How to Change JPEG Compression in WordPress

How to Change JPEG Compression in WordPress

Have you ever uploaded an image to WordPress and wondered why it looks pixelated on the front-end?

WordPress automatically compresses JPEG images to 90% of their original size, which can be helpful in terms of improving performance and page speed, but it also means your images don’t look their best.

If you miss that extra 10% and would rather control image compression on your site, or you want to more aggressive in compressing JPEG files, I’ll show you how to do both in this Weekend WordPress Project.

How to Stop Compressing JPEG Files

If you want WordPress to stop automatically compressing image, you need to tell it to load these files at 100% quality.

Add the following snippet to your theme’s functions.php file, or add the functionality to your site in a plugin:

This snippet will completely disable JPEG compression on your site.

How to Increase JPEG File Compression

Compressing your images more than 90% will make your file sizes smaller and could boost your site’s speed and performance.

With a compression rate of 80% or 85%, you may not even notice the difference.

The important thing to remember is that the more you decrease the percentage, the more your images will be compressed.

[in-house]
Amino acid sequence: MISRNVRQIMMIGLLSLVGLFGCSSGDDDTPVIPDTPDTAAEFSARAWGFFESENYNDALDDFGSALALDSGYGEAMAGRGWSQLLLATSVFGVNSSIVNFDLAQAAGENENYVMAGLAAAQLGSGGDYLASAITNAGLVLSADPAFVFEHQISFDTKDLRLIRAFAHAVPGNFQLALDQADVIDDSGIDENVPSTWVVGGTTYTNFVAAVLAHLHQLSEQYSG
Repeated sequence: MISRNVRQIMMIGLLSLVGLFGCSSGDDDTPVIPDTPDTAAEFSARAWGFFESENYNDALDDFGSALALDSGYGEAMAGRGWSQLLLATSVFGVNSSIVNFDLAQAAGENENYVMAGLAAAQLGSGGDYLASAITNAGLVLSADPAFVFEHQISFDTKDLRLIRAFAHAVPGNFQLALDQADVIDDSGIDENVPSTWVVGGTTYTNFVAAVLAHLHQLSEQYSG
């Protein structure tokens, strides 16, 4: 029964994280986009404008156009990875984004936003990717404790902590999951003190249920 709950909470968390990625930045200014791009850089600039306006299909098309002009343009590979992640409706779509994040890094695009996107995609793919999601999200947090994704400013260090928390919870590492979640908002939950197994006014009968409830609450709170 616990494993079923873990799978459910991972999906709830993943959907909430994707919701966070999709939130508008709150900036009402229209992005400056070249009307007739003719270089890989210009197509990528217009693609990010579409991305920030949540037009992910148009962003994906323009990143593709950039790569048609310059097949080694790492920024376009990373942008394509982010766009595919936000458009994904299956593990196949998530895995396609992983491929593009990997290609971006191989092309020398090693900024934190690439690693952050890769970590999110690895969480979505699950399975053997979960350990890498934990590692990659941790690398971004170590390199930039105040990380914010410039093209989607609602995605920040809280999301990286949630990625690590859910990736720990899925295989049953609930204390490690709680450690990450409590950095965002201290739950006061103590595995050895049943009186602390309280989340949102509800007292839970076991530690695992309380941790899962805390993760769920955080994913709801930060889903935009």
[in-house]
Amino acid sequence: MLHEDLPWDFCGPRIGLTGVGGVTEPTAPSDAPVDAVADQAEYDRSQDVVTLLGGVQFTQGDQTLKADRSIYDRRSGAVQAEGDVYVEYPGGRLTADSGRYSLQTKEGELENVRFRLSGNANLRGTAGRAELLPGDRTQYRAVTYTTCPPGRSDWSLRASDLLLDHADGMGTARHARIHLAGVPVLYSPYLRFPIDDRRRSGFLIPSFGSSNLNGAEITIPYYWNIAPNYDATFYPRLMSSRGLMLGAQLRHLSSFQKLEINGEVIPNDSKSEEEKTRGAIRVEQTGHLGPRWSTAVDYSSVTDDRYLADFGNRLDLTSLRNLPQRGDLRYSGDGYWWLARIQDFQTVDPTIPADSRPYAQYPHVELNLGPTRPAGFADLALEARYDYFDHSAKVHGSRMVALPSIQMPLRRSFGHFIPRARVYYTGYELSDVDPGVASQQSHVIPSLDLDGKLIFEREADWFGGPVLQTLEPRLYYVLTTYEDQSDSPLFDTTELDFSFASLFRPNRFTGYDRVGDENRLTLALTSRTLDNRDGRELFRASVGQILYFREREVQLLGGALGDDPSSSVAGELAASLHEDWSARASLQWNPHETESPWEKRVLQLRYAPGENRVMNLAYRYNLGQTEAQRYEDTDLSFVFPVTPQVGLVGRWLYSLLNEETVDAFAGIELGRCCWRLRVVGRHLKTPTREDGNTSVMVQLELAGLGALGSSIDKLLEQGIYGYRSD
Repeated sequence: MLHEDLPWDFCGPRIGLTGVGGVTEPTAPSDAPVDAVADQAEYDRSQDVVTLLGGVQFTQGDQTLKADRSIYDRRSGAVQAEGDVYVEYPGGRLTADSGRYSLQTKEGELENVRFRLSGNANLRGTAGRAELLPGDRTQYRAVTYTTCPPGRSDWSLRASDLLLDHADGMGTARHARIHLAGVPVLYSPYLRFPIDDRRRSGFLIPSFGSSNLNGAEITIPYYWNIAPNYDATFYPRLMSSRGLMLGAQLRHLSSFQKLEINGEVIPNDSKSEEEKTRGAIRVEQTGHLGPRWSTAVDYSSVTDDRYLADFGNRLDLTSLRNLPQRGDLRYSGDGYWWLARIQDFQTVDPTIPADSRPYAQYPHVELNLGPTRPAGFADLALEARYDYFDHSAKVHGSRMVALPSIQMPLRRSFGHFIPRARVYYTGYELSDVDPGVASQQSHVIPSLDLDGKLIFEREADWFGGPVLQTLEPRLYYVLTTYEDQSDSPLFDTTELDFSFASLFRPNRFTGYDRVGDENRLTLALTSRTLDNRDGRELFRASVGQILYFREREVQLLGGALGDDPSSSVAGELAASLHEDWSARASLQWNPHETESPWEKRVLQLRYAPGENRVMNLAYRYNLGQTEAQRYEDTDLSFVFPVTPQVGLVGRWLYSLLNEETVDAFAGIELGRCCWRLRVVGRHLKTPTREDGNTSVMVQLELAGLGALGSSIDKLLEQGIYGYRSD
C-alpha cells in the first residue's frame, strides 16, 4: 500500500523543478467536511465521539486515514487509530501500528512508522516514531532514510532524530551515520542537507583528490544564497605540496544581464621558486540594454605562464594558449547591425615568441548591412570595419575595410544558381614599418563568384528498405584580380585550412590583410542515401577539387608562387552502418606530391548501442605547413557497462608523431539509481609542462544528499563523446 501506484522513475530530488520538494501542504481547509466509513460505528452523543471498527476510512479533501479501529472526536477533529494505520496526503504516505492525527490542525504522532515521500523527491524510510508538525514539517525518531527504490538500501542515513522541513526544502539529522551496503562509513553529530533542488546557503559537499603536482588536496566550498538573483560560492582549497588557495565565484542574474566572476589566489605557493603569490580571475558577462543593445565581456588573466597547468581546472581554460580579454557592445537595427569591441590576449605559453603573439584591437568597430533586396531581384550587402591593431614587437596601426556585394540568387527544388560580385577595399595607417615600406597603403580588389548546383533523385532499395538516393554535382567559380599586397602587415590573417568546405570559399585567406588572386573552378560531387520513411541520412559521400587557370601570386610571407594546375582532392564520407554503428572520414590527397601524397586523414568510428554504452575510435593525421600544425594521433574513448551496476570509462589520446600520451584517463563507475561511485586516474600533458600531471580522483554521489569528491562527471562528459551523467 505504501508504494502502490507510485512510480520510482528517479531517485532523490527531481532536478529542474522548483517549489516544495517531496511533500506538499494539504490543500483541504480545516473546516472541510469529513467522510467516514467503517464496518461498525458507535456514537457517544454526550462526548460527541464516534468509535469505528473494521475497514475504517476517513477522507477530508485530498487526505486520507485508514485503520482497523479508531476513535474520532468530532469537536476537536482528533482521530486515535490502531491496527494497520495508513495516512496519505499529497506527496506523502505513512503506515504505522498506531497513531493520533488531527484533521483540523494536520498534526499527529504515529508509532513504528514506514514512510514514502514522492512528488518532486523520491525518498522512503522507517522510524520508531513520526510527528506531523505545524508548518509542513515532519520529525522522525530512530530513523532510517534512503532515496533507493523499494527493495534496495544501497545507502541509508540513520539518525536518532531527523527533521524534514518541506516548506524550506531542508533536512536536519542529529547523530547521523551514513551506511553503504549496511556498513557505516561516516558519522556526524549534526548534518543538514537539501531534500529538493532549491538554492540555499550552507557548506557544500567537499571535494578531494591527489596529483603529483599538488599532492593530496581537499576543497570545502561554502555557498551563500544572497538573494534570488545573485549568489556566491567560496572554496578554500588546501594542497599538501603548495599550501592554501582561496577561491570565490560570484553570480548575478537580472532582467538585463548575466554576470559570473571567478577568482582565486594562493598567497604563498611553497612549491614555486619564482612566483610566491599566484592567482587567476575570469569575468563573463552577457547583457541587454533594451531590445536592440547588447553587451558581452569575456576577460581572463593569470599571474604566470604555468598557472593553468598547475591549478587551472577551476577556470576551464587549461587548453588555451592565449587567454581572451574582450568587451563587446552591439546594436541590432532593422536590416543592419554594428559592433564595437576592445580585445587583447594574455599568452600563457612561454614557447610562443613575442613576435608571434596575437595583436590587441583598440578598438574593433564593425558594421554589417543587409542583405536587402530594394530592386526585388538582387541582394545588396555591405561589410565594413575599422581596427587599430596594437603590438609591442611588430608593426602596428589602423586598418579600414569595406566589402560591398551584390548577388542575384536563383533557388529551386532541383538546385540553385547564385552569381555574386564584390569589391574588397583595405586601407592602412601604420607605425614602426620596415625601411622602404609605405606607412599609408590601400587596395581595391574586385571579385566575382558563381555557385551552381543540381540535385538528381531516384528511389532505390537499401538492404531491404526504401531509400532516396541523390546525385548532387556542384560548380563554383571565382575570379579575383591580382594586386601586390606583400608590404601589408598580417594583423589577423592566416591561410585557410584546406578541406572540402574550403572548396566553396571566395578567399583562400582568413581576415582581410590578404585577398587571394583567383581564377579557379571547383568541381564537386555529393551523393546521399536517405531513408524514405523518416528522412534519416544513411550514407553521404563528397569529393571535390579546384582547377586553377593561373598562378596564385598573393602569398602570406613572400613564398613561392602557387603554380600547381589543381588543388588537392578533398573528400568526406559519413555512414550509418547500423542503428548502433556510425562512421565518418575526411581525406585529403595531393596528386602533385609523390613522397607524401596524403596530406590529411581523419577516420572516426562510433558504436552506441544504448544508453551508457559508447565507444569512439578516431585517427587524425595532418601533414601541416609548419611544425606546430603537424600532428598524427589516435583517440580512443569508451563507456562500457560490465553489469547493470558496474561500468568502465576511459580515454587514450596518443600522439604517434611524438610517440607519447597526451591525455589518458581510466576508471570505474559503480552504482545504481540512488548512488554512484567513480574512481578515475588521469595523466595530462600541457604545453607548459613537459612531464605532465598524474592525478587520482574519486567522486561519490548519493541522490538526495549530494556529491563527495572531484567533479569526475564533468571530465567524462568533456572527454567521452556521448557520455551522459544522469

Any changes you make now will only affect new images uploaded to your site and not existing images in your media gallery. WordPress will not automatically resize all your old images.

If you want to compress existing images on your site, you may want to check out our WP Smush Pro plugin, which lets you bulk compress images in your media gallery.

You may also want to use Regenerate Thumbnails, a free, handy plugins that will quickly go through all of your thumbnails and perform the changes for you.

Do you prefer optimized images or full quality images? Let us know what you think in the comments below.

Raelene Morey

Raelene Morey Raelene is the Founder of Words By Birds, a digital writing agency that works with startups, SaaS, B2B, and WordPress businesses on turning tech speak into words that convert. She was formerly the managing editor at WPMU DEV. A computer science grad turned newspaper journalist, when she’s not taming browser tabs, she likes brunching and bushwalking.